I always called that nasty buildup that nursing home patients get in their mouth from poor (or no) oral care mouth meat. But you just gave that a whole new meaning.

Yep. Been there, done that…didn’t know that it was meat, though. Who’s meat? Hers?
I’m sorry. That whole ethics-thing is the pits, and very draining on a nursing body.

Good job Geena! By suctioning the meat fiber ball from her throat you bought her some more time to interact with her family. Maybe they just needed that one last chance to say the “five things”.

I think we have all been there. Sometimes I try to take comfort in the fact that no one can out wit God and when her contract is up she will be sent to heven. Perhaps she is still here to teach us all something Like getting a detail advavce directive. I know I need a few more lessons because I still don’t have one. Do you?

You are wonderful. All of the nurses like you are wonderful. You do all the little things we can’t do day to day. My mother spent two years going downhill, experiencing medical error after medical error and ending up back in critical care units again and again. I valued each moment I had with my mother. I am sure the family you helped did the same. In the end I wonder if we should keep patients alive by tubes and respirations and dialysis after it is clear their quaility of life will never return.


I agree, sometimes I wonder why we hate old people so much, since we torture them so. But, you could also look at it like you gave her and her family a few mores days together before she dies. My uncle was a raging alcoholic. When he was in his 80′s he got sick, coded a few time, became septic, had MRSA, the whole tamale. My aunt wouldn’t make him a DNR. I thought she was nuts. But he got better enough to go home. That last year before he died he didn’t drink and was like a new person. They got to spend that year together and end on a good note. Who knows why these things happen?

Nurses are angels of mercy. They are not God. They simply do God’s work.

It is like being a Catholic, much of what you do is based on Faith not understanding. We are unable to understand though we would very much like to it is not within our province.
I practiced medicine and surgery for 30 years and I was always amazed that as scientific and advanced as I thought I was that I could never really predict with 100% accuracy when someone was going to die or the actual outcome of treatment. I learned that most of the time it was really in someone else’s hands, not mine.

Marlou Davis, MD

Your story does not surprise me. Being critical care for 25 years. Meat fibers, left over food allot of elderly who are sick can not get there food down right and end up with pneumonia, choking and getting food stuff stuck.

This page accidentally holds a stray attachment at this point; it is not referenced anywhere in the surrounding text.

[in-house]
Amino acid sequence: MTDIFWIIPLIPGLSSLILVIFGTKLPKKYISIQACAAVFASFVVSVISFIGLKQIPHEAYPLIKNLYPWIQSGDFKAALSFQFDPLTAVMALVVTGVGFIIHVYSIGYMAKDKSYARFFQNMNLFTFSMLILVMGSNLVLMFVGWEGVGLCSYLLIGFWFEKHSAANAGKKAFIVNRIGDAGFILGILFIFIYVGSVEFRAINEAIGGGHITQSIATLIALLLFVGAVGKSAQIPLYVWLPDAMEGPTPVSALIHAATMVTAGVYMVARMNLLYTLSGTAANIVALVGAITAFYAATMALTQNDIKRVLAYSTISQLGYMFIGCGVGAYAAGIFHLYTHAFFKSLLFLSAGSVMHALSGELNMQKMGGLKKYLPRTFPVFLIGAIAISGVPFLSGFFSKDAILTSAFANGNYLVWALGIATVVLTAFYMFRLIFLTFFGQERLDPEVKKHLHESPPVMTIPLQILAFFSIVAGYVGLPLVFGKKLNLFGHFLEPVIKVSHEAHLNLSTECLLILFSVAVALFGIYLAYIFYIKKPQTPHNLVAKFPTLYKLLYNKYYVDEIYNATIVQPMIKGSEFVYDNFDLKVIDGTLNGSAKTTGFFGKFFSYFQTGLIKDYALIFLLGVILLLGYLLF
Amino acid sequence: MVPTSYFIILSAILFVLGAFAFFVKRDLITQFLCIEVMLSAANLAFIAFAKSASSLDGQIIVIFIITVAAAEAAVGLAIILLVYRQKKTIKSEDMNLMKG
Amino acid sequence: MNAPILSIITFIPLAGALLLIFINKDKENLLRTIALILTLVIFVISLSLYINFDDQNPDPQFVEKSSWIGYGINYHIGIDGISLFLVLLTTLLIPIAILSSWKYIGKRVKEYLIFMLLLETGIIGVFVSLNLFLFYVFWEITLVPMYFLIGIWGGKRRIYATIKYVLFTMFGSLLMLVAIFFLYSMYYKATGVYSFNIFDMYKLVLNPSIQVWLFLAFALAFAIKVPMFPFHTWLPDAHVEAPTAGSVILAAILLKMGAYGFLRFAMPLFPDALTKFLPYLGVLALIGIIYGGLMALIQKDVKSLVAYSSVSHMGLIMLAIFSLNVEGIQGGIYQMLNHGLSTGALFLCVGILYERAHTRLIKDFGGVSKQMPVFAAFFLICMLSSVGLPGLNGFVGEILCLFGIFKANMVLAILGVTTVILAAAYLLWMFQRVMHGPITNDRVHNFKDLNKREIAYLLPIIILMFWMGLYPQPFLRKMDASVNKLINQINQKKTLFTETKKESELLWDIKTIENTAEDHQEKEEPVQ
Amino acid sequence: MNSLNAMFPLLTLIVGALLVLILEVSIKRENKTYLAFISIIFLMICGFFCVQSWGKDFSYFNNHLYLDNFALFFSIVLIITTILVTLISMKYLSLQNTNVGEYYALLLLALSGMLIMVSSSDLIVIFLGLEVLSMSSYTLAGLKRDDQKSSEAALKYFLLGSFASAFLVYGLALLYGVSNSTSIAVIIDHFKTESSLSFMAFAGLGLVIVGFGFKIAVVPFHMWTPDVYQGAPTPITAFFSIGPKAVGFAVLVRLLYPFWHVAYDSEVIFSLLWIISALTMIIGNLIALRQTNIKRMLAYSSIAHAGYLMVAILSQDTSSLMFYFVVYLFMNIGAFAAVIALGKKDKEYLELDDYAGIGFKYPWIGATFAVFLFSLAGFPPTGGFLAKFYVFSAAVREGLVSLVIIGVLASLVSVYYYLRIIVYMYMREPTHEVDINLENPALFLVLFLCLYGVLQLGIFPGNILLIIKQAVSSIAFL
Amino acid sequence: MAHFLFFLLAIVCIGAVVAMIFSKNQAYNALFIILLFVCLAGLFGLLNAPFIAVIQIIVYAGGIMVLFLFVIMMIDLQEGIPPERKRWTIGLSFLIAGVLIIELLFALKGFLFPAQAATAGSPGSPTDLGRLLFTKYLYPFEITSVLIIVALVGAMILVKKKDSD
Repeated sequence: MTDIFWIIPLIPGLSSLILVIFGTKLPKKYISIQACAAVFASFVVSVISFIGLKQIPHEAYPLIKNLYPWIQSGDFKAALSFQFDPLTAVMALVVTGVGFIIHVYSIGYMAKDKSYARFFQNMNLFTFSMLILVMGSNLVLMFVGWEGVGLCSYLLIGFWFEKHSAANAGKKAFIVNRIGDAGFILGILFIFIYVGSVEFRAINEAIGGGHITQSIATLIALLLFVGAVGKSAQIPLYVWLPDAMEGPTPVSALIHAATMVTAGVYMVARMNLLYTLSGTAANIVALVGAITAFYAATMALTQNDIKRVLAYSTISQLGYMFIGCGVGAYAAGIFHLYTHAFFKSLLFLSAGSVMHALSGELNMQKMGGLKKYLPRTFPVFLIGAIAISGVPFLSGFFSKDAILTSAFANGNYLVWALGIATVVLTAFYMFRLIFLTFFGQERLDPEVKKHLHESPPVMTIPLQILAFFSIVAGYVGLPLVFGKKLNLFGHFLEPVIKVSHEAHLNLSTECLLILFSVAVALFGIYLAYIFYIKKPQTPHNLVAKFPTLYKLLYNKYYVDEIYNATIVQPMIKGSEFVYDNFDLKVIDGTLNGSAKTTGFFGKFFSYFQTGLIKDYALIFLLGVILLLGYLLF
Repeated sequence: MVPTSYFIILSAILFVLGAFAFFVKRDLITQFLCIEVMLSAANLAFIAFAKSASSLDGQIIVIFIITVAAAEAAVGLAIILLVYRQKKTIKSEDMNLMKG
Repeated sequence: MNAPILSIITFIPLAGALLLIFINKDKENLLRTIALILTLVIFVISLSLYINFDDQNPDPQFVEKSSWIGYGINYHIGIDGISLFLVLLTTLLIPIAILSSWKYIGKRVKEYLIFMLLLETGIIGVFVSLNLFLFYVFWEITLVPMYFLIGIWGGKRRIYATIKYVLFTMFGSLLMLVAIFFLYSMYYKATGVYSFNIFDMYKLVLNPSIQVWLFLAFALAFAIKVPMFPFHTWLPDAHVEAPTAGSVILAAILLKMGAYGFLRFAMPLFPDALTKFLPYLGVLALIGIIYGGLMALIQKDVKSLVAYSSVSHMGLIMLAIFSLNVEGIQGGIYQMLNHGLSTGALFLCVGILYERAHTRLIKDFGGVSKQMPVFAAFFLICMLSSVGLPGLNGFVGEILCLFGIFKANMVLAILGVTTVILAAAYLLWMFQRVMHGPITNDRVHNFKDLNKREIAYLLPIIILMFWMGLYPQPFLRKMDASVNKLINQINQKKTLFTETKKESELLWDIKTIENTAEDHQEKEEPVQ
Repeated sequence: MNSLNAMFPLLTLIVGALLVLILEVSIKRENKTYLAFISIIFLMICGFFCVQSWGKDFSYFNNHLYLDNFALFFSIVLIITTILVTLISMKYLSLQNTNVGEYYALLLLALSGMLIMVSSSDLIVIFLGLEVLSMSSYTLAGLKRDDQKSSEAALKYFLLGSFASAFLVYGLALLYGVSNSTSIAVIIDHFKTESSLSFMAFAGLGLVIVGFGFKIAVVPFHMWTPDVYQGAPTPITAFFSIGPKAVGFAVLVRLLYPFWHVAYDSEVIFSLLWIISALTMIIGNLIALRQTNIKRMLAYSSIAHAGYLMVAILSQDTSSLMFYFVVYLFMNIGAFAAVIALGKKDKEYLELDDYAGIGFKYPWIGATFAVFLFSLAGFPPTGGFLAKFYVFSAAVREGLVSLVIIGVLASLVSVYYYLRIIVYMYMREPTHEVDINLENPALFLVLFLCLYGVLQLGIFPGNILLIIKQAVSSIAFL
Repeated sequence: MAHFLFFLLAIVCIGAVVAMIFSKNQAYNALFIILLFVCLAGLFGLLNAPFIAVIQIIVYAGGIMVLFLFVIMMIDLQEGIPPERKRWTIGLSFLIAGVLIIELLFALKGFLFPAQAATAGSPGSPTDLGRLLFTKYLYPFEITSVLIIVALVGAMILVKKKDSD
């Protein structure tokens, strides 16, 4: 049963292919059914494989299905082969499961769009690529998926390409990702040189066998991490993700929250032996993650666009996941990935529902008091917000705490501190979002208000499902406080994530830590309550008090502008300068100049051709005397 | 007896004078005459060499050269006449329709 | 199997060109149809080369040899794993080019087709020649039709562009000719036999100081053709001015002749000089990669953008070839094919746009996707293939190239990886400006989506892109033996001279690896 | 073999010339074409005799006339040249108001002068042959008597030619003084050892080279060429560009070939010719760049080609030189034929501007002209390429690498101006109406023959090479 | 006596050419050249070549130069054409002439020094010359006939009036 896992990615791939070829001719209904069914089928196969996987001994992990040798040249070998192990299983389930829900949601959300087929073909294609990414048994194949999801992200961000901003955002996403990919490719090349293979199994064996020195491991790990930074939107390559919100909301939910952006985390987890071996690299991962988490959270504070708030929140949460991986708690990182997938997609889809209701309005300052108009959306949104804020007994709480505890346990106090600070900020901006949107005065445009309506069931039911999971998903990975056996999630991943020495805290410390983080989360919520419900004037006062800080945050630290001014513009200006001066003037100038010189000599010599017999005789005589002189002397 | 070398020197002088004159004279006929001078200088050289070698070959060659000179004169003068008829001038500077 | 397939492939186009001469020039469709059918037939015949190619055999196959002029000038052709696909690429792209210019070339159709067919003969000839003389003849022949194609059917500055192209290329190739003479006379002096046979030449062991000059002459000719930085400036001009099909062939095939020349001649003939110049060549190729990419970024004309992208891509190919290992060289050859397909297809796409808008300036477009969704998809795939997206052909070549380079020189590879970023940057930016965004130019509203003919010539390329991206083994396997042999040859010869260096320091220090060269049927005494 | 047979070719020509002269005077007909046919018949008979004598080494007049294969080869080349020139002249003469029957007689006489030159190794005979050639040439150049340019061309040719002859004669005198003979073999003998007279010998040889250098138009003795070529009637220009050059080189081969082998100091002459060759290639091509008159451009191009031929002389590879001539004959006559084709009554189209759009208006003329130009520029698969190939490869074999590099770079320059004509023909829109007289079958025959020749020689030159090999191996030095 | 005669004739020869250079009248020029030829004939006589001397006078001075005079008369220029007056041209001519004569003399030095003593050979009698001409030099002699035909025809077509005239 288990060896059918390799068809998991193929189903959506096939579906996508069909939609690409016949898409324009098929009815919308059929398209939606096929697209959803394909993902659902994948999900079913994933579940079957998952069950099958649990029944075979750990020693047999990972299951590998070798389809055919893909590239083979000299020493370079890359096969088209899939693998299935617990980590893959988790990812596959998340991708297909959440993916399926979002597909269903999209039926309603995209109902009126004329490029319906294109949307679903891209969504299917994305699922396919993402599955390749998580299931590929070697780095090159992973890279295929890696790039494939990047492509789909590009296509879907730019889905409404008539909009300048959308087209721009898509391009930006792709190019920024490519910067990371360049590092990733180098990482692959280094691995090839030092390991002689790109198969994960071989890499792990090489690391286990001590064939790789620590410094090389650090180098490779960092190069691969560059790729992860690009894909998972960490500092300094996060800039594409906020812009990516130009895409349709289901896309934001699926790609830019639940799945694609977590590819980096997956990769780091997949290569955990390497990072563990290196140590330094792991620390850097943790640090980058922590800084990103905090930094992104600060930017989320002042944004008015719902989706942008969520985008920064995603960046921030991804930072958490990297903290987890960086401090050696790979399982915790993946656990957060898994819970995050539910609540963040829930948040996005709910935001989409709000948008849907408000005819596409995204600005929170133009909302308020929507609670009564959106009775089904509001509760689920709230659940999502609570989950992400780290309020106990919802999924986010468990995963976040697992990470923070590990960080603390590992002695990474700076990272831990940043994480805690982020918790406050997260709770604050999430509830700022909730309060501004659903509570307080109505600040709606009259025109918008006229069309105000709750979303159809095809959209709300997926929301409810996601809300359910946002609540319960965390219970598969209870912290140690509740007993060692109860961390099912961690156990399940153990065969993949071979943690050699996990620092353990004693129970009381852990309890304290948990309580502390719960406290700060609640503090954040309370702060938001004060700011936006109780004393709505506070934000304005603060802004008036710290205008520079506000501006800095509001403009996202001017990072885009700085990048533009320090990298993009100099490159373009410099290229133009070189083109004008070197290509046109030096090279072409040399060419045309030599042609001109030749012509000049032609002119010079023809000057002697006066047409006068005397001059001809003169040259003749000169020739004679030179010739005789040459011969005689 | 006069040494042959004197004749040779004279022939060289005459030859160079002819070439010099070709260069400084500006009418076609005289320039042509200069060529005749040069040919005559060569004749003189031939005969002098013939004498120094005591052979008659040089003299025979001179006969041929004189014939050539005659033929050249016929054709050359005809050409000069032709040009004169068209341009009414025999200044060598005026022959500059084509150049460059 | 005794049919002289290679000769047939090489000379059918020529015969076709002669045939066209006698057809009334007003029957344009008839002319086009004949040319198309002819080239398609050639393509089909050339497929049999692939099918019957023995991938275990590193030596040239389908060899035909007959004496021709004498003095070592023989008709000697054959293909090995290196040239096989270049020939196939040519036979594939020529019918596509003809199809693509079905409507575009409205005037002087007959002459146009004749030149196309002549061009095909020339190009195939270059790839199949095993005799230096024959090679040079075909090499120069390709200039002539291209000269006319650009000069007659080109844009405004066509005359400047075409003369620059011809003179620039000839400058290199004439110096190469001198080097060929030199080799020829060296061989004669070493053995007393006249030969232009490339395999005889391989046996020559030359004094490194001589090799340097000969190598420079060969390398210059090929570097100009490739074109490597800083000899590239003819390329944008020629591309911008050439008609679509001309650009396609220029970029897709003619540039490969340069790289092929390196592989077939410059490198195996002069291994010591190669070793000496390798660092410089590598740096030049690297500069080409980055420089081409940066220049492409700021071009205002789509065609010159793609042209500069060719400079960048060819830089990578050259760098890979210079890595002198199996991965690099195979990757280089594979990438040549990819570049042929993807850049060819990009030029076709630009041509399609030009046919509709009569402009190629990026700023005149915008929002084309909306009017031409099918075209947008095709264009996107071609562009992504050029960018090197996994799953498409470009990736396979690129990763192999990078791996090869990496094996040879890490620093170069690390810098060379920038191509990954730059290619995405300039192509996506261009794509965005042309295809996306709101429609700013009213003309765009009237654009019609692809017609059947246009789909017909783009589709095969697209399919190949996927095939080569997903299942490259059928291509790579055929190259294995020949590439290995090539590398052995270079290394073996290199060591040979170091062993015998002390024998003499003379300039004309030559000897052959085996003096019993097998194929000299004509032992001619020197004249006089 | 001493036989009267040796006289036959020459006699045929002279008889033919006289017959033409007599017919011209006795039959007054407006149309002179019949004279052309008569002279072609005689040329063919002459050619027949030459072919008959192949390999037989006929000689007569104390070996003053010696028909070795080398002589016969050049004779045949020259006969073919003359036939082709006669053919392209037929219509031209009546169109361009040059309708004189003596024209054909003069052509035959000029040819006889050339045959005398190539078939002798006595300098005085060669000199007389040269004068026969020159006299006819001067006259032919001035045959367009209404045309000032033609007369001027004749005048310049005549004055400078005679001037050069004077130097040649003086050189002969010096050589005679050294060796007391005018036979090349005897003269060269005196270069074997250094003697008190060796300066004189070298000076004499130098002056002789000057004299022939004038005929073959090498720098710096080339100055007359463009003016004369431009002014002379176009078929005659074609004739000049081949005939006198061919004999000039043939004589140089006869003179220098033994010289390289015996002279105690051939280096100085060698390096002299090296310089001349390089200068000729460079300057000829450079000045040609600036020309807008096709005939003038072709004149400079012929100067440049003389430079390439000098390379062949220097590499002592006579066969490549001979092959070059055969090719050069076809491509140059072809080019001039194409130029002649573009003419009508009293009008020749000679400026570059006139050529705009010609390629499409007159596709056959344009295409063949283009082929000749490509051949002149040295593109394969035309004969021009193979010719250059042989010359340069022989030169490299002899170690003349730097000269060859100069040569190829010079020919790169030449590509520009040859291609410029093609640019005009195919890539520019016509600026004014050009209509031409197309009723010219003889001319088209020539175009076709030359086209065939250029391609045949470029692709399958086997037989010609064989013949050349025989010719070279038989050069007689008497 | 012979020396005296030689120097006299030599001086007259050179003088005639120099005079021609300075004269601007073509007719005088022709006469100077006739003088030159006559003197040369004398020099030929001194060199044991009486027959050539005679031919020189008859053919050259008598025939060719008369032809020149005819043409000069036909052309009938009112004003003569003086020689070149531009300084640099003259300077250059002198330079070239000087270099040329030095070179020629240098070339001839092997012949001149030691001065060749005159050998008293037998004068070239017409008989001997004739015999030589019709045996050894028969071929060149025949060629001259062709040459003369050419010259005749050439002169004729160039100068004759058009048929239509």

Being a BSN of 10 years and having all my experience in LTC and Hospice I find your story touching and heartbreaking. I can see and have lived those struggles. I have many residents on my unit whose family just can’t let go of thier loved ones. And I have also heard people talk about “slow codes”.

The main thing all of us as nurses can do is to be the ADVOCATES we all learned to be for our geriatric patients (and ALL patients) and EDUCATE!!!

Educate the families, the patients, & our clients to be prepared for death with their living wills. Don’t be afraid to discuss death up front with everyone. Death, like birth, is a stage in all of our lives. The cricle of live.

We can be heroic nurses by helping people die peacefully as well as by helping them live.

AND….The comment about Nursing homes not doing good oral care…yes it may be true in some instances. BUT I am 100% sure that some hospital nurses are lacking in this area as well. Let’s not belittle eachother’s choice of profession or setting.
Until you walk in my shoes……

A nurse in a nursing home is just as much of an angel as a nurse in the ICU or ER.

Mmmmmmm, meat fibers….

What an amazing story! Your comments about the elderly and the end of life are poignant. It really must be up to the team to educate the patient and family and decide just how far to go to continue life. We are so quick as a society to euthanize a pet who is suffering……It’s a major conundrum to which I have no answer.

All I can say is:
1. Wow.
2. Isn’t suctioning great!
3. Good thing you didn’t bag her and push it in further..

It’s amazing that we insist that elderly eat when they can no longer swallow properly..Families will continue to pracitcally push it down and then get upset when the aspiration pneumonia sets in..
I’m really glad that you were able to help that patient. Makes it worth while doesn’t it??

You have a great gift for writing in a descriptive, compelling manner. I felt as if I were in the room with you.

It is disturbing that we have made such strides medically that we don’t know when enough is enough. There is something to be said about death with dignity.


I’ve studied medicine sence I was two or three.

So tell me.

Did she live after that?

You said she coded but how did it go after that?

So, what brought you to the hospital today?

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  • profileI am Gina. I have been a nurse for 15 years, first in med/surg, then CVICU, inpatient dialysis, CCU and now hospice. This blog is about my experiences as a nurse, and the experiences of others in the healthcare system - patients, nurses, doctors, paramedics. We all have stories!